There may indeed be cases where a social care worker is, for many reasons, potentially the first secure attachment that an individual has had. This may particularly be the case in terms of adolescents who have had a difficult life thus far. Goldberg, et al. (1993, p.45) note how Ainsworth altered our understanding of this issue, in that ‘Ainsworth contributed the concept of the attachment figure as a secure base from which an infant can explore the world’. Social care work therefore, is a challenge, but can itself if successful provide this secure base from which clients can explore the world anew and afresh.

Attachment Theory in a Secure Unit

This third section will focus more specifically on the social work challenges involved in promoting attachment in a secure unit for boys between the ages of 12-16 who are serving sentences of anywhere between one month and four years in detention. Cassidy and Shaver (1999, p.368) note that ‘adolescent boys from father-absent homes tend to show, relative to father-present adolescents, more antagonistic attitudes toward femininity and toward women, exaggerated masculinity, and a “relatively exploitative attitude toward females, with sexual contact appearing important as conquest and as a means of validating masculinity” (Draper and Belsky, 1990)”’. This will not be the case for all such young boys, but for almost all of them there will have been a sense of disattachment, and quite likely a failure in ability to form a narrative competence. This narrative competence, as described by Holmes (1993, p.9) states that ‘securely attached children tell coherent stories about their lives, however difficult they have been, while insecurely attached children have much greater difficulty in narrative competence, either dismissing their past or remaining bogged down in it, and in neither case being able to talk objectively about it.’

Part of the role therefore of social care work in this context is to begin the process of developing this narrative competence while enabling attachment to gradually take place at a much stronger level than it has done before. We now understand that attachment is so much more than just between two people, but that people develop multiple attachments. In the context of the secure unit therefore, it is important to develop the attachments not only between the adolescent and the social care worker, but also to do as much possible to promote the attachments within the family unit. Clearly depending on the history and nature of the family, this may not be practical, but where it can be done, it should be attempted, and can be a major key in breaking the cycle of criminal activity. Holmes (1993, p.66) states that ‘secure attachment provides an external ring of psychological protection which maintains the child’s metabolism in a stable state, similar to the internal physiological homeostatic mechanisms of blood-pressure and temperature control’.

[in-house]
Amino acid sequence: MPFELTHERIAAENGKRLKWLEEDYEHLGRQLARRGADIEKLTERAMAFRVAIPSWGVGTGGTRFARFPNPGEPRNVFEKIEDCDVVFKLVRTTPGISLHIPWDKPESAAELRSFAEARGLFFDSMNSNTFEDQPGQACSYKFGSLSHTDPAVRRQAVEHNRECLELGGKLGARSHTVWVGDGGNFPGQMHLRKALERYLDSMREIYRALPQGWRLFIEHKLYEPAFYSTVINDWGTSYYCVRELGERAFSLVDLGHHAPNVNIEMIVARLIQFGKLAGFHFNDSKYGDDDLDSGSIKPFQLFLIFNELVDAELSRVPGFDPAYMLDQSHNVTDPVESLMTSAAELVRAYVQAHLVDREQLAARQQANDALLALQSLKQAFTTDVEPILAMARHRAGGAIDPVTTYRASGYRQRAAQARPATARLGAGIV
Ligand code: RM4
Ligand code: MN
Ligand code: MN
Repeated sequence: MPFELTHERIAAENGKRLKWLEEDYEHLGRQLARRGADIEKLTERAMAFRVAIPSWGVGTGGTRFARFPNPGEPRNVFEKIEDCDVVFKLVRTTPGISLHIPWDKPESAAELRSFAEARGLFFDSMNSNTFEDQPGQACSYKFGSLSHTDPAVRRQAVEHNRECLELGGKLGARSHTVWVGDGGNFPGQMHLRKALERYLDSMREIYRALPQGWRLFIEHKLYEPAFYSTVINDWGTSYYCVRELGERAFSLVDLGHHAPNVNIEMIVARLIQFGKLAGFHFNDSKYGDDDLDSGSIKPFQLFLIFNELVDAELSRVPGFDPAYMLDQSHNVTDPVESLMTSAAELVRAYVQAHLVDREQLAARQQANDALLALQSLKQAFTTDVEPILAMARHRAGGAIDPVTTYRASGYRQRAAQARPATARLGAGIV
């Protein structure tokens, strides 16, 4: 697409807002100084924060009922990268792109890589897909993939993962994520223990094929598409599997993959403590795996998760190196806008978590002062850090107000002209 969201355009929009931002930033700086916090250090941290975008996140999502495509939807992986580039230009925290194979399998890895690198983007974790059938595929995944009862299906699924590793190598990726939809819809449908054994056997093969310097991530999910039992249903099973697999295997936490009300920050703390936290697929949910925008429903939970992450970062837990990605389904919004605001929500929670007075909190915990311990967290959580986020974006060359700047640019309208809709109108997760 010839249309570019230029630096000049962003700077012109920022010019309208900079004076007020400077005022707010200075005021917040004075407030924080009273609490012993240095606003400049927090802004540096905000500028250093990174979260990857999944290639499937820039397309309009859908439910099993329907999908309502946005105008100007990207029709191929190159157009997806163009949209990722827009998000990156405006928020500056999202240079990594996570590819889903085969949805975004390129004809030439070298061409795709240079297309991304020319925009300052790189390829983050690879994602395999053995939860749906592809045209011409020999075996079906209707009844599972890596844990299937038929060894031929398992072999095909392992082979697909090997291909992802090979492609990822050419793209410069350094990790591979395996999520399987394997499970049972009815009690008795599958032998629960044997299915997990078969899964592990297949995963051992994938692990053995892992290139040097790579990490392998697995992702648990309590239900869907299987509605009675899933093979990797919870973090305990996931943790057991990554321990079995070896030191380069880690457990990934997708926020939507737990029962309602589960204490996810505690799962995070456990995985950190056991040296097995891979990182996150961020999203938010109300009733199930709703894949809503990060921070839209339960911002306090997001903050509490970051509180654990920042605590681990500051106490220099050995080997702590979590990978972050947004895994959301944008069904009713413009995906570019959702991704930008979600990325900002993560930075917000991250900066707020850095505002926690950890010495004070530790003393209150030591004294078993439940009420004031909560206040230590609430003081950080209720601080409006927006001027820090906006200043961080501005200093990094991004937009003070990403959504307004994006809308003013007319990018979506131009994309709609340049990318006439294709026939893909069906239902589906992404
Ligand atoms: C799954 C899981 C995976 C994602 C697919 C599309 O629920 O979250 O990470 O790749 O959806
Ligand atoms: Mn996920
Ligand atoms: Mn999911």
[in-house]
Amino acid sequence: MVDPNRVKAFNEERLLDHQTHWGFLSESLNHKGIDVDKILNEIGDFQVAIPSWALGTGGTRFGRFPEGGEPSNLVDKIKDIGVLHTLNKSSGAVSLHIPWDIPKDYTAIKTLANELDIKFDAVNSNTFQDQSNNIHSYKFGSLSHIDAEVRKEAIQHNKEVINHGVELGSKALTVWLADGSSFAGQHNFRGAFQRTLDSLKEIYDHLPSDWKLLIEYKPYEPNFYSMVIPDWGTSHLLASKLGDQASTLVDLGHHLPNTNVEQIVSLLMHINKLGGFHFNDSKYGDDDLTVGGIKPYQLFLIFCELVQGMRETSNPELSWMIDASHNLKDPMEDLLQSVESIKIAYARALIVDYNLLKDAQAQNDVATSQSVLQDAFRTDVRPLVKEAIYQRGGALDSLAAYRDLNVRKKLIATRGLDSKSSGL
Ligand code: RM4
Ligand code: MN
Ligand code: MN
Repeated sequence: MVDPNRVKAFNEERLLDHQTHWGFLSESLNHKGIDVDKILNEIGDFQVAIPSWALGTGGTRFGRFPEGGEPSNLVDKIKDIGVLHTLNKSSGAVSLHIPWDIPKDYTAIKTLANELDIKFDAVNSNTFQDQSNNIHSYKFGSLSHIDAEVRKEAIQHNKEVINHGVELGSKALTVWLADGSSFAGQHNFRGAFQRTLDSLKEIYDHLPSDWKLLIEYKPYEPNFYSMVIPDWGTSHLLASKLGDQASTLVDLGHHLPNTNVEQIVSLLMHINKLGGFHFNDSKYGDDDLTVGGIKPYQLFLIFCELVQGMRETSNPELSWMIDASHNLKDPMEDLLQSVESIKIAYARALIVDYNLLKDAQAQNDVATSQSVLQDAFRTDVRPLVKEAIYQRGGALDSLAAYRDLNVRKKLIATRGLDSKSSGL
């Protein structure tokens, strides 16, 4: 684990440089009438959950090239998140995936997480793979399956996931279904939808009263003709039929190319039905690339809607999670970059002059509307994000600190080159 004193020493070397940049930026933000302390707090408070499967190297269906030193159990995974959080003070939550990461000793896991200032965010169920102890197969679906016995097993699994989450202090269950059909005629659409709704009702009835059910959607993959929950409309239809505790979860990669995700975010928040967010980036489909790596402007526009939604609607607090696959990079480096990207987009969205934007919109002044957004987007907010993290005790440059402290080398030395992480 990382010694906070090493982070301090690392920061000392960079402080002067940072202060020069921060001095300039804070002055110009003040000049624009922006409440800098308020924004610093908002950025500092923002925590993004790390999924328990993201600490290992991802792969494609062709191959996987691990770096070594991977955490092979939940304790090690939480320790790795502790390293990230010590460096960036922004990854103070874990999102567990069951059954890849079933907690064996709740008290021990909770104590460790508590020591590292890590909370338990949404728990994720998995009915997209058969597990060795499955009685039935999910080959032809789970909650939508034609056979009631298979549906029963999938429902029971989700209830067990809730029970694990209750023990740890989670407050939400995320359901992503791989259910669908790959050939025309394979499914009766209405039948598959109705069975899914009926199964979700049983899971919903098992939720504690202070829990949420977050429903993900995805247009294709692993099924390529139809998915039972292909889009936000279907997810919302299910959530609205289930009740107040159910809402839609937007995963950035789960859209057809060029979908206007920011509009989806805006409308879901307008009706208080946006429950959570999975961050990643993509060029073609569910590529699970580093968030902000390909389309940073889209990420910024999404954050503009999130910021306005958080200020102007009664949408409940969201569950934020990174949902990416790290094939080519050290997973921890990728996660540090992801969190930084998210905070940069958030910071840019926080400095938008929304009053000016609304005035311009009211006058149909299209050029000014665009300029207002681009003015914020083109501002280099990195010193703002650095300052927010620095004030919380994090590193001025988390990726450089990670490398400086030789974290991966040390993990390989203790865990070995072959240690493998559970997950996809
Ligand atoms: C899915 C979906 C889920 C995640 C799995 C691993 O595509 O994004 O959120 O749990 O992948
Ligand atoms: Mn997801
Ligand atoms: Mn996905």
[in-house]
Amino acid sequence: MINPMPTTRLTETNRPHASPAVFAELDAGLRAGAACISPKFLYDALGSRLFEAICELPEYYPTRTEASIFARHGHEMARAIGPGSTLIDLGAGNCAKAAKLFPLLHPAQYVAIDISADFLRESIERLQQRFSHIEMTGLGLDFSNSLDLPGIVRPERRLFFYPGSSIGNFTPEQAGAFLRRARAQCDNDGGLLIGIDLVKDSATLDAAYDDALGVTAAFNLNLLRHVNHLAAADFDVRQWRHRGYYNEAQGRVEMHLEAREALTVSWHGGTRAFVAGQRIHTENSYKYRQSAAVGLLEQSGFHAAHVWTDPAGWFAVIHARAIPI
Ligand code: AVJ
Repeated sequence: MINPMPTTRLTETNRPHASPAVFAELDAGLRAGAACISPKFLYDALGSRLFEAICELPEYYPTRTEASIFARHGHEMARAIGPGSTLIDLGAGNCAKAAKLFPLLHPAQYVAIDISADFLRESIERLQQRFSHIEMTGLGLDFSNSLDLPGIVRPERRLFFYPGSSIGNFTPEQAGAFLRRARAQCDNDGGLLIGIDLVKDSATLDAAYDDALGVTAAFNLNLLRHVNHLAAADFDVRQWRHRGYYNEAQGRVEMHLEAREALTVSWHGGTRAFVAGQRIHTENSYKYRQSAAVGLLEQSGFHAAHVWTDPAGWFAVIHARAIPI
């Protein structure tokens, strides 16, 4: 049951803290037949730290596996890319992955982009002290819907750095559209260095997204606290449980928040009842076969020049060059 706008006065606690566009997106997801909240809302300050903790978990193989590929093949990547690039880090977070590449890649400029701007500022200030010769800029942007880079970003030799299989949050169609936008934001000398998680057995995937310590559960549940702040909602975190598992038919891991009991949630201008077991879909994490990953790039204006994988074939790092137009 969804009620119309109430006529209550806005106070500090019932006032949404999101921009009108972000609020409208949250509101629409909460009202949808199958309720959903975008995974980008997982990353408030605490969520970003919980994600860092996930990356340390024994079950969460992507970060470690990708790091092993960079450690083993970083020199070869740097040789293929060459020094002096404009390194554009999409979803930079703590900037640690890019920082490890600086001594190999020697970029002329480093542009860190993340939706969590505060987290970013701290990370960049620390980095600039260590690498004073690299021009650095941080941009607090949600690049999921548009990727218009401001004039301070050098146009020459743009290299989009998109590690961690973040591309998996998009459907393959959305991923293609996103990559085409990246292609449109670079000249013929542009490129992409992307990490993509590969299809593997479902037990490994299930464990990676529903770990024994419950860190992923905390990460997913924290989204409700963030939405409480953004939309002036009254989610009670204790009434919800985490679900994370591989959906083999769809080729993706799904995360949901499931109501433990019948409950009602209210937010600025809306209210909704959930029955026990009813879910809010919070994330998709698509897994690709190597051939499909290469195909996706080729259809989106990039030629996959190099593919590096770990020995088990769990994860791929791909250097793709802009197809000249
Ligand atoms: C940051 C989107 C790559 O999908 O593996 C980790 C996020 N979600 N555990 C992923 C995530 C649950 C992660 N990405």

For those 12-16 yr old boys, they are at the cusp of their childhood attachments and towards making attachments as adults, and they should be taught and shown by modelling behaviour how to achieve these secure attachments and to improve their lives. Providing the correct environment is vital, as detention can be seen as a fearful place for young minds. Ainsworth, et al. (1978, p.20) state ‘how crucial it is in a potentially fear-arousing situation to be with a trusted companion, for with such a companion fear of all kinds of situation diminishes, whereas when alone fear is magnified. Attachment figures are one’s most trusted companions’.

Conclusion

We have considered therefore, a basic understanding of attachment theory, as well as applying it in a wider sense to social care work. We have also considered some specific challenges of application of attachment theory in the case of a secure unit of young offenders. Attachment theory has much to offer social care work, but there are also challenges in promoting attachment in a social care setting.

BIBLIOGRAPHY

Ainsworth, M.D.S., Blehar, M.C., Waters, E. & Wall, S., 1978, Patterns of Attachment: A Psychological Study of the Strange Situation. New Jersey: Lawrence Erlbaum

Atwool, N, 2003. Attachment as a Context for Development: Challenges and Issues

Available at: http://www.thelizlibrary.org/liz/attachment.html [Accessed 25th October 2008].

Cassidy, J. & Shaver, P.R., 1999, Handbook of Attachment: Theory, Research, and Clinical Applications. New York: Guilford

Fahlberg, V.I., 1991, A Child’s Journey Through Placement. Indianapolis: Perspective Press

Green, V., 2003, Emotional Development in Psychoanalysis, Attachment Theory and Neuroscience: Creating Connections. New York: Brunner-Routledge

Goldberg, S. Muir, R. & Kerr, J., 1993, Attachment Theory: Social, Developmental, and Clinical Perspectives. New York: Routledge

Holmes, J., 1993, John Bowlby and Attachment Theory. London: Routledge

Howe, D., 1995, Attachment Theory in Social Work Practice. London: Palgrave Macmillan

Simpson, J.A. & Rholes, W.S., 1998, Attachment Theory and Close Relationships. New York: Guilford